Sharel Cassity Is ‘Fearless’ Amid Recovery


Sharel Cassity—whose Fearless is being released through her Relsha Music imprint—believes positivity is a vital component of recovery.

(Photo: K Morgan Photography)

As Sharel Cassity worked through compositions for her 2020 release, Fearless, one thought plagued her: “If I don’t get help, this will be my last album.”

In summer 2019, after a series of false negatives and inaccurate analyses, the Chicago-based saxophonist and composer was diagnosed with Lyme disease. Her prognosis was chilling. Loved ones feared she’d slip into paralysis and lose her livelihood. But each morning, after throwing her legs out of bed, struggling to find her balance, Cassity repeated the same mantra: “There’s no proof there’s no cure.”

For months, Cassity endured severe neurological symptoms. Her body weakened. Her mind fogged and sputtered. But her spirit remained buoyant. “I was so determined to not let it affect my life,” she said. Andy’s Jazz Club, the Chicago venue where she played a weekly session, had a stool set on the bandstand for her. She chose a softer reed for teaching and performances. When she flew across the world—from New York to Istanbul—IV ports clung to her arms.

“It was scary up until about January when the IVs came out,” said Cassity, recalling the sobering thought of an illness-induced career change. “For the first time in my life, I had to think, ‘OK, what else can I do?’” But amid despair and uncertainty, she meditated on recovery and worked on Fearless, a title she’d chosen long before she became ill.

Fearlessness and grit have sustained a distinctive career for the saxophonist that includes collaborations with Nicholas Payton, Cyrus Chestnut and singer-songwriter Natalie Merchant. In 2015, Cassity made the decision to leave New York after 16 years and pursue a life in the Middle East. “I needed a change,” she said. At the time, fellow artists told Cassity she was ruining her life: “They’d say, ‘People wish they had what you have here, and you’re leaving.’”

The change proved revitalizing. She and her husband, pianist-composer Richard Johnson, landed gigs at Qatar Music Academy and Jazz at Lincoln Center Doha, respectively. They welcomed the birth of their son before relocating to Chicago, where Cassity fell hard for the scene.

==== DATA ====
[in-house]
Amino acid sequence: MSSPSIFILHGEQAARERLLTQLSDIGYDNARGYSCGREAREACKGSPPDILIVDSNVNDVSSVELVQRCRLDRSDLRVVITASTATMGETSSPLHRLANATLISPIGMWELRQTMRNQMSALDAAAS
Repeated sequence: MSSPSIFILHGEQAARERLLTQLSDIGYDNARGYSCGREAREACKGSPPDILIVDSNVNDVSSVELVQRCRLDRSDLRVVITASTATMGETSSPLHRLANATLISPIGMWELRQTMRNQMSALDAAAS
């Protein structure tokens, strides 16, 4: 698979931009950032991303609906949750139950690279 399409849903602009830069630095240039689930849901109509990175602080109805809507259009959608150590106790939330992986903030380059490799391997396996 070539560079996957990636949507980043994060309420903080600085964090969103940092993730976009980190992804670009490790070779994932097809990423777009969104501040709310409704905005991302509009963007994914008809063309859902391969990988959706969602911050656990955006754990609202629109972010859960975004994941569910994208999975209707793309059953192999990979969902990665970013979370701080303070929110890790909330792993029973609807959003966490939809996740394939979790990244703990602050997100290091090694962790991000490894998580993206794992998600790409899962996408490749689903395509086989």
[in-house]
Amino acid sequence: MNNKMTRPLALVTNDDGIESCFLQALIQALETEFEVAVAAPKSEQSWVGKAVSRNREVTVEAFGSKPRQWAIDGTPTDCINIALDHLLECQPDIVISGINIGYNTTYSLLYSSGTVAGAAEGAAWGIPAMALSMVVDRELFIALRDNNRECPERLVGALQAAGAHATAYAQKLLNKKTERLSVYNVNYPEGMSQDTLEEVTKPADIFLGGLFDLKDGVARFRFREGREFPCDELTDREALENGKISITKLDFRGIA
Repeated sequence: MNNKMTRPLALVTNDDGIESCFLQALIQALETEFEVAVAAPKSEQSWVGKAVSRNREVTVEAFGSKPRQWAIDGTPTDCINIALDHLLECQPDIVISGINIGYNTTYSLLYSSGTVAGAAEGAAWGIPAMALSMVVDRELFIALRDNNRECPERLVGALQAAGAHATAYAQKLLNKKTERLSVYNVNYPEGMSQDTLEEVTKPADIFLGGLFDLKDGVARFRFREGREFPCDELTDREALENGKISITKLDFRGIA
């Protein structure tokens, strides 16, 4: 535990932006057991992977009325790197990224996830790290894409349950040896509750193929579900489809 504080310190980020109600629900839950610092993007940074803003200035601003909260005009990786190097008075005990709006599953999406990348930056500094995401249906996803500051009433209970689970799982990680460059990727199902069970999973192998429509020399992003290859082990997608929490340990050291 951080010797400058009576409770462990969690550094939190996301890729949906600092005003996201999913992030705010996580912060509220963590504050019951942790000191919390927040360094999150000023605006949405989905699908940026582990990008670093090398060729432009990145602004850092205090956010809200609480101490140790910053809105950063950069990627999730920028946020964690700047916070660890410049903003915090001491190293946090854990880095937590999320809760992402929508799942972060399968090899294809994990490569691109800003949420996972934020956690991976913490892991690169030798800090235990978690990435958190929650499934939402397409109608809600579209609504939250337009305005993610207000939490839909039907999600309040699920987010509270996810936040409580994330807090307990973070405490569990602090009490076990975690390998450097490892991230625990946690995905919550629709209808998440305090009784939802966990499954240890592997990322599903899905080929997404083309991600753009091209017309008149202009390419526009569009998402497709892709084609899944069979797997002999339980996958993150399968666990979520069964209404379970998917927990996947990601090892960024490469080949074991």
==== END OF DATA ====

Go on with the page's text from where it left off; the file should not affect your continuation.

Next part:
“Musicians are steeped in history,” she said, discussing the Midwest city. “They know how to play blues. They’re not so heady that they forget about the crowd. But what I love most is the older musicians mentoring the young musicians.”

As soon as she started playing weekly sessions at Andy’s, young artists began approaching Cassity after the hit. “They ask, ‘What do you hear? What did you think?’ You see them grow. It’s this positive environment that I’m not seeing in other places,” she said.

Relationships with young performers nurture the energetic consciousness of her music. After composing the majority of Fearless, in addition to Johnson, Cassity heard two distinct voices in her mind that were needed on the project: bassist Alexander Claffy and drummer Mark Whitfield Jr.—both strong pulse-setters and active conversationalists.

“We didn’t need a [studio] strategy, because we come from the same philosophy: When it’s time to play, you go all in,” said Cassity. “You don’t have to remind a marathon runner to run their best race. That’s what they’re born to do.”

Back in January, she brought the band together for a weekend at Smalls in New York to run through the new charts: “From the downbeat, from the git—that’s really country [laughs], I’m from Oklahoma. From the start, they were on it. That’s why I hired them.”

Less literal but an equally intrinsic presence on Fearless—Cassity’s second release on her label Relsha Music—is the late Roy Hargrove. The day of his passing in 2018, she pulled out her horn. A latent melody became her “Ballad For Roy,” a tune on the new disc imbued with the lushness of the trumpeter’s work and an unremitting sense of humor.

Most viscerally on Cassity’s playing, Hargrove imprinted his sense of time. “It’s a heartbeat you can play with or reflect against,” she said. “Roy’s time was impeccable. He was my example. The time is always running through me as I’m playing. The most important elements in jazz are groove and the blues—the blues being the spiritual aspect of the music.”

Spirituality and support from loved ones helped Cassity overcome the debilitating symptoms of Lyme. And as she moved toward complete recovery from one of the most frightening challenges in her life, she reflected on the nuance of fearlessness: “‘Fearless’ doesn’t mean not having fear. You’re gonna feel fear, but you’re gonna do something in spite of the fear. I hope this record encourages people to be positive and fight the good fight for humanity, to keep the music alive. The people who are the creators—who are full of love—need to keep fighting. They need to be fearless.” DB

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